Obama's 'all-or-nothing' jobs plan faces opposition from both sides

President Barack Obama speaks about his proposed American Jobs Act in Raleigh, N.C.

Jeremy Hobson: It has been just over a week since
President Obama laid out his job creation plan to Congress. He's been out and about saying lawmakers should pass his $450 billion package as-is. But just this morning, the Republican House Majority Leader Eric Cantor said he rejects the president's "all-or-nothing" approach
on the jobs bill -- and some Democrats have been critical as well.

Chris Low is chief economist with FTN Financial. He's with us live now as he is every Friday. Good morning.

Chris Low: Good morning.

Hobson: So Chris, opposition growing -- are economists like you expecting this jobs plan to go anywhere?

Low: I'm not. There will be bits and pieces of it that make it through, I'm sure. But there's so much opposition in Washington, and it's not just the Republicans. As you said, there are some Democrats, in the Senate particularly, who are uncomfortable with the tax break on Social Security taxes because they say it sets up Social Security to be the fall-guy for budget cuts down the road.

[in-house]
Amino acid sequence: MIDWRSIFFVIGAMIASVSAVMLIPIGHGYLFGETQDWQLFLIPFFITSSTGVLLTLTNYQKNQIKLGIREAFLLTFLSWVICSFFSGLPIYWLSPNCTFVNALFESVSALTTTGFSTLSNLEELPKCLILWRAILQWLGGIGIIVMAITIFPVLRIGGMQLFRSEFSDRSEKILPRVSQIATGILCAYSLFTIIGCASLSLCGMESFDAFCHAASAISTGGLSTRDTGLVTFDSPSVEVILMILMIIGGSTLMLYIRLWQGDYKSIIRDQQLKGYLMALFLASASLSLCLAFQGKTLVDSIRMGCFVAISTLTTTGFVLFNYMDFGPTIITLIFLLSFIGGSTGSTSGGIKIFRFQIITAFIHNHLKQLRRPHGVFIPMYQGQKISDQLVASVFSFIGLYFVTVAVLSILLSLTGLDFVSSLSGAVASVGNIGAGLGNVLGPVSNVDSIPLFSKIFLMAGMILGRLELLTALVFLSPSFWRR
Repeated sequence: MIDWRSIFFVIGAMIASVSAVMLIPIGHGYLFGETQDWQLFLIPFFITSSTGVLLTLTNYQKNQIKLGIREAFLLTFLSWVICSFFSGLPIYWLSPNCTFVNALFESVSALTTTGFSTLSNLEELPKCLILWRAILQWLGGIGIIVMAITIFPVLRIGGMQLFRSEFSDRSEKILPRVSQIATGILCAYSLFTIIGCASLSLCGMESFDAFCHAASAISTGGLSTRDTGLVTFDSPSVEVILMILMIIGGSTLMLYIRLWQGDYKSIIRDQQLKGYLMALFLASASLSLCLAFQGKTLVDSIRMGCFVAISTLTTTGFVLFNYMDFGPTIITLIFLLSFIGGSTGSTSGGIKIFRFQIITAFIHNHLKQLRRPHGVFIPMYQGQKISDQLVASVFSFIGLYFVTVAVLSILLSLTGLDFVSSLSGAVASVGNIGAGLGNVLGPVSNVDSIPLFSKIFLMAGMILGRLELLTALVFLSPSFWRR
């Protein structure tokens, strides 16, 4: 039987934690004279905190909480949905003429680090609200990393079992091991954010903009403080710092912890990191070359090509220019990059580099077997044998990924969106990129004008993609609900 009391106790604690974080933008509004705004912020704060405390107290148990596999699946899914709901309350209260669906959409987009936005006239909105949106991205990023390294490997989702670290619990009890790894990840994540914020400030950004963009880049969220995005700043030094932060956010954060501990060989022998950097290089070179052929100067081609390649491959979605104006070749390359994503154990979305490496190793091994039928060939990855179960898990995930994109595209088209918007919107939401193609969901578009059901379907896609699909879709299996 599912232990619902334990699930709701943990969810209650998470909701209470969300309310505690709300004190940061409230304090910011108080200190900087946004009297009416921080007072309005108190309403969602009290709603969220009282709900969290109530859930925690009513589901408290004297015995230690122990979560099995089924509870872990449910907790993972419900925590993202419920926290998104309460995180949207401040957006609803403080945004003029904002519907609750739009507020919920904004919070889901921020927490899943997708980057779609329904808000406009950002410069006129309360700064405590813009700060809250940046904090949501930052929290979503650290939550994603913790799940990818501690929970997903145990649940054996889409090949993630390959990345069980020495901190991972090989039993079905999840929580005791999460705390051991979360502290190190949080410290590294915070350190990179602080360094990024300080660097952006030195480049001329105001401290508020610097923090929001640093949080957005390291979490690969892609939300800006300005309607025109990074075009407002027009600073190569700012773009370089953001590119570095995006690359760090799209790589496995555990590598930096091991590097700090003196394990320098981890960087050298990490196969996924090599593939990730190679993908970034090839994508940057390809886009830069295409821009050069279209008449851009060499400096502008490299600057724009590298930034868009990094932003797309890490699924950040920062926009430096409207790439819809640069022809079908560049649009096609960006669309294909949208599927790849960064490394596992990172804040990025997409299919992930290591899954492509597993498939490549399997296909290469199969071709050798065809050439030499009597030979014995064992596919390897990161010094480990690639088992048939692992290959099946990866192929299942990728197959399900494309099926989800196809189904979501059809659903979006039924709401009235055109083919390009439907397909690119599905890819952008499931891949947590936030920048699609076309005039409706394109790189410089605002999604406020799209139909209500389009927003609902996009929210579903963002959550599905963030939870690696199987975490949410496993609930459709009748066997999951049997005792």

Hobson: So if we don't get a big package on jobs in the near future, what happens to the economy?

Low: Well, I'm more than a little nervous about that, because the economy, it is still growing but it's growing very close to stall speed, which means we're vulnerable to a shock, pushing us back into recession. I think ultimately, it increases the odds we see further stimulus from the Federal Reserve to keep things going.

Hobson: And Chris, there are people who would obviously would feel it, if nothing gets passed, who are unemployed. But what about those people who are employed? Would they feel a dip in the economy if nothing gets passed?

Low: Absolutely. You know, we're seeing continuously slower growth in income. It's a real squeeze, and it seems to be falling primarily on the middle-class.

Hobson: Chris Low, chief economist with FTN Financial, thanks as always.

Low: Thank you.

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